Radiation therapy uses energy to kill cancer cells. Men with prostate cancer can receive radiation therapy in a number of ways:
- Traditional beam radiation (from outside the body). A machine sends high-powered energy beams (x-rays or protons) to the cancer. The patient lies on a table to receive the treatment. Most patients take treatment for several weeks, five days a week.
- Brachytherapy (radiation inside the body). To deliver brachytherapy, a doctor uses a needle, guided by ultrasound, to implant radioactive seeds into the prostate tissue. Each seed is the size of a rice grain. These seeds gradually deliver a low dose of radiation. Eventually the radiation stops independently, and the seeds do not need to be removed.
- CyberKnife® radiation therapy. This ultra-precise machine delivers high-dose radiation to targeted body areas — allowing a patient to receive treatment in a shorter amount of time and with virtually no side effects. Learn About CyberKnife
Traditional radiation and brachytherapy’s possible side effects might include painful, urgent or frequent urination, erectile dysfunction, or rectal symptoms, such as painful or loose stools.
Prostate cancer treatment often involves surgery to remove the prostate gland. This is called radical prostatectomy. The surgeon usually removes some tissue around the prostate and a few lymph nodes in the area at the same time.
Surgeons have several options for the procedure:
- Robot-assisted surgery. Robotic prostatectomy allows surgeons to make very precise movements with surgical tools. The surgical instruments are connected to a mechanical device or robot. The surgeon inserts the tools into the abdomen via several small incisions. Then, from a nearby console, the surgeon guides the robot to perform the surgery.
- Surgery via abdominal incision. This surgery is called retropubic surgery. The surgeon removes the prostate gland through an incision in the lower abdomen. This type of surgery may have a lower risk of nerve damage. Nerve damage could potentially cause later problems with bladder control and erectile dysfunction.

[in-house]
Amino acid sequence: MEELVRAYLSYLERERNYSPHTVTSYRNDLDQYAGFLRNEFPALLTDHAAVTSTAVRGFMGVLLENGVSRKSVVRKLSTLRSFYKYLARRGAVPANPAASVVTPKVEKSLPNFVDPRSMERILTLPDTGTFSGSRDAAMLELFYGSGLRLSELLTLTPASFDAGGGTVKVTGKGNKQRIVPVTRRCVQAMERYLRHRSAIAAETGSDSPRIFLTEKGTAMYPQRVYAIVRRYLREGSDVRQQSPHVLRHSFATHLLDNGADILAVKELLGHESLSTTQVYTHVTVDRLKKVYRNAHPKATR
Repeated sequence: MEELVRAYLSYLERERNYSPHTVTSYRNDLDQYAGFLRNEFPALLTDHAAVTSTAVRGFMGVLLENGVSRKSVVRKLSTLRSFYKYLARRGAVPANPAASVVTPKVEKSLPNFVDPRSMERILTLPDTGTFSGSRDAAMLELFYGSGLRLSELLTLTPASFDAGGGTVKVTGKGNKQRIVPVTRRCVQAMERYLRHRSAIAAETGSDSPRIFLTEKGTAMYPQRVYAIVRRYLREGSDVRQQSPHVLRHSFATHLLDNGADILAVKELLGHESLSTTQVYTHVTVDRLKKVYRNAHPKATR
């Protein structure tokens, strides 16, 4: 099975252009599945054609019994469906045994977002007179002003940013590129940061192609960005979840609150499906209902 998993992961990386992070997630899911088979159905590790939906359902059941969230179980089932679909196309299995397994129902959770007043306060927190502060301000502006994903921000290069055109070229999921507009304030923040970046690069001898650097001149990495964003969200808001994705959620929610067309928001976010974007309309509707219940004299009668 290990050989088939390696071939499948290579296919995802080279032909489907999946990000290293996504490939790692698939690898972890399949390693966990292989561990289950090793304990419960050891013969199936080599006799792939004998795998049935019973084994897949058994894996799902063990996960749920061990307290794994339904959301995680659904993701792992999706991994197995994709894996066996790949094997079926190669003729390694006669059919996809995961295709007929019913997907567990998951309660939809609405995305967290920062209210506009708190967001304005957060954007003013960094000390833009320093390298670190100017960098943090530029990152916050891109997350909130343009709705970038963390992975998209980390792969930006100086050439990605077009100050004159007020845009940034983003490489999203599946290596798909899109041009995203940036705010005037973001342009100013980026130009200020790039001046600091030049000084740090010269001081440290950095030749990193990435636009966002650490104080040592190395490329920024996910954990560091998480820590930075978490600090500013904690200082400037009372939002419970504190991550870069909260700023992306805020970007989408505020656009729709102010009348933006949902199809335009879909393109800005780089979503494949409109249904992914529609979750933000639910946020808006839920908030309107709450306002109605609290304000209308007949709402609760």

- Perineal surgery. To perform perineal surgery, the surgeon makes an incision between the anus and scrotum. The surgeon removes the prostate through the incision. This procedure allows for quicker recovery times. However, with this type of surgery it is more difficult to avoid nerve damage or to remove nearby lymph nodes.
- Laparoscopic prostatectomy. Surgeons use a tiny camera (laparoscope) to guide them in performing surgery. This surgery involves only small incisions in the abdomen. In many cases, robotic surgery has replaced laparoscopic prostatectomy, because this surgery carries higher risk of accidents.
- Cryosurgery or cryoablation. Cryosurgery is a newer procedure that freezes tissues to kill cancer cells. It is used most often when radiation surgery has not succeeded. Using ultrasound images as a guide, the surgeon inserts small needles into the prostate. A very cold gas in the needles freezes the surrounding tissue. Then a second gas in the needles reheats the tissue. Cancer cells – and some surrounding healthy tissue – are killed through the cycles of freezing and thawing.
All surgeries have some risks. In addition to those (bleeding, infection, complications from anesthesia), prostate surgeries have other risks. These include: